Scott McCutcheon demonstrates with a rescue rope on Tuesday after helping save Bob Funk, a biker who had fallen through the ice at Mendenhall Lake, a few days earlier. (Alex McCarthy | Juneau Empire)

Scott McCutcheon demonstrates with a rescue rope on Tuesday after helping save Bob Funk, a biker who had fallen through the ice at Mendenhall Lake, a few days earlier. (Alex McCarthy | Juneau Empire)

Meet the good Samaritan behind the dramatic Mendenhall Lake rescue

Preparation key as Scott McCutcheon pulled biker from water

Editor’s note: This article has been updated with more information about additional people who helped in the rescue.

Scott McCutcheon was enjoying a sunny Sunday on Mendenhall Lake when he heard the screaming.

McCutcheon turned to see a group of panicked skaters and bikers gathered around an area in the ice. He saw something poking up from the ice.

“All I saw was his bike helmet out of the ice,” McCutcheon said. “His bike, everything else was gone.”

Knowing someone had fallen into the frigid water, McCutcheon quickly changed course and skated over to the group.

Two high school students, 15-year-old Nikki Lahnum and 17-year-old Blake Bixby, had been the first to get over to Funk after he fell through, according to Lahnum’s mother Carol. As Lahnum talked to the biker — Bob Funk — to try and keep him calm, Bixby checked the surrounding ice and actually fell in up to his waist.

“I am very proud of what they did,” Carol Lahnum wrote in an email, “that they didn’t think twice to rescue someone, calm someone and in fact put their own lives at risk for others.”

Lahnum helped console Funk’s grandson, who was out biking with Funk, while Bixby continued to look for a way to help Funk.

Then, McCutcheon entered the fray.

You need two things when you’re out on the ice, McCutcheon says. You need a pair of short poles with spikes on the end of them so you can dig yourself out if you fall in. You also need a rope to throw to someone to help them out if they fall in. McCutcheon had just bought a new rope in November, and he was about to get to use it.

[Become ice aware: CCFR, Forest Service host ice safety workshop]

McCutcheon, 57, raced over to the area and navigated his way within about 20 yards. He didn’t want to go any closer. One person in the water was enough. McCutcheon pulled the rescue rope out of its red bag and took aim.

On his first throw, he hit Funk in the chest.

Funk grabbed ahold of the rope and started pulling himself up. As McCutcheon dug his skates into the ice, Bixby also grabbed the rope and helped pull Funk out.

Fairly quickly, Funk was able to pull himself out of the water. McCutcheon and Funk recognized each other — they had met through work years ago and have been acquaintances ever since.

“Juneau’s a small town,” McCutcheon said. “If you’re out, you’re going to end up seeing your friends or someone you know.”

Or in this case, you might help save your friend’s life.

Bursting with adrenaline, Funk was lucid and ready to get back to shore. Someone lent Funk a bike and Funk rode it back to the Mendenhall Glacier Visitor Center where Capital City Fire/Rescue personnel were waiting.

Back at the hole in the ice, McCutcheon and a few others were able to get Funk’s bike out of the water. By the time they got the bike out, it was starting to get even more dangerous on the ice.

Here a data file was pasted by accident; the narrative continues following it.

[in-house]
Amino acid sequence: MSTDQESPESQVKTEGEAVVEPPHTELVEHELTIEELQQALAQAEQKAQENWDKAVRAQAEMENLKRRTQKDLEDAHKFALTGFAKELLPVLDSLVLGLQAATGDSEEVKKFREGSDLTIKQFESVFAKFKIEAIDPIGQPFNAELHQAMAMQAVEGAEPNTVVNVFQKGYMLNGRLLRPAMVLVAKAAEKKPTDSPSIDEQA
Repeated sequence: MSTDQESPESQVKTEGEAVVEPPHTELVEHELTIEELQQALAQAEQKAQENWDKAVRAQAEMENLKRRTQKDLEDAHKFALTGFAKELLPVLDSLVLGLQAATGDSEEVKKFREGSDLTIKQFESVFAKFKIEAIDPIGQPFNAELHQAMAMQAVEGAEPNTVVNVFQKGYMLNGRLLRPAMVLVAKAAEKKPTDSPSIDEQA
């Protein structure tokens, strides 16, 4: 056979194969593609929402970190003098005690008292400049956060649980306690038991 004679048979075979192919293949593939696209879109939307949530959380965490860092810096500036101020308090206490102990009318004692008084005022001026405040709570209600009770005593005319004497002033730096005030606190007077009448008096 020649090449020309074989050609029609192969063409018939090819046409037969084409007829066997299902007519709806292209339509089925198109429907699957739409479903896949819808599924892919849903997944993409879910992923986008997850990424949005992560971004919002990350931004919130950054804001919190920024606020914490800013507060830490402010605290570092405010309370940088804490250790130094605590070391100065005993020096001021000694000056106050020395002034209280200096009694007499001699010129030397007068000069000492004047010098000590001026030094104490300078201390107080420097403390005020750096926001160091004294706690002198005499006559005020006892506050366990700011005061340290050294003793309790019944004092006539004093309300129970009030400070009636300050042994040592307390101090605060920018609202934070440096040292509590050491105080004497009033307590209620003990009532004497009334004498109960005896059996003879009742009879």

“At that point, because we’d been messing around on the ice for (a few) minutes, it was starting to feel like a trampoline,” McCutcheon said. “A crack went down between my legs. I looked up at the other gentlemen and I said, ‘I’m getting out of here.’”

[Five passengers safe after canoe flips at glacier]

Funk eventually was able to get his bike back, and said in an interview with the Empire on Sunday that McCutcheon “very probably helped save my life.”

McCutcheon’s wife Bobbi was home at the time. Scott told her the story when he got back, describing the experience as “emotional.” Bobbi said Scott wears a heart-rate monitor when he’s out exercising, and they looked at the record of Scott’s heart rate during the skate Sunday. His pulse leaped around the time he saw Funk in the ice, but immediately returned to normal, even as he was pulling Funk to safety.

Even more amazing to her, though, was the fact that Scott refused to go out on the ice without the rope. It took a while for him to finally find it among the Christmas items, he said. Without that delay when Scott couldn’t find the rope, Bobbi said, Sunday’s incident could have had a different ending.

“He spent 15 minutes looking for that rope because he couldn’t find it,” Bobbi said. “Had he found it right away, 15 minutes, he wouldn’t have been there. It just blows my mind that he was there at exactly the right time with exactly the right equipment.”


• Contact reporter Alex McCarthy at 523-2271 or amccarthy@juneauempire.com. Follow him on Twitter at @akmccarthy.


Biker Bob Funk is pictured after falling through the ice of Mendenhall Lake on Sunday. His grandson is pictured on the ice nearby. (Courtesy Photo | Carol Lahnum)

Biker Bob Funk is pictured after falling through the ice of Mendenhall Lake on Sunday. His grandson is pictured on the ice nearby. (Courtesy Photo | Carol Lahnum)

Rescuers gather around biker Bob Funk after pulling Funk out of the water. Funk was biking on the lake when he fell through the ice on Sunday. (Courtesy Photo | Carol Lahnum)

Rescuers gather around biker Bob Funk after pulling Funk out of the water. Funk was biking on the lake when he fell through the ice on Sunday. (Courtesy Photo | Carol Lahnum)

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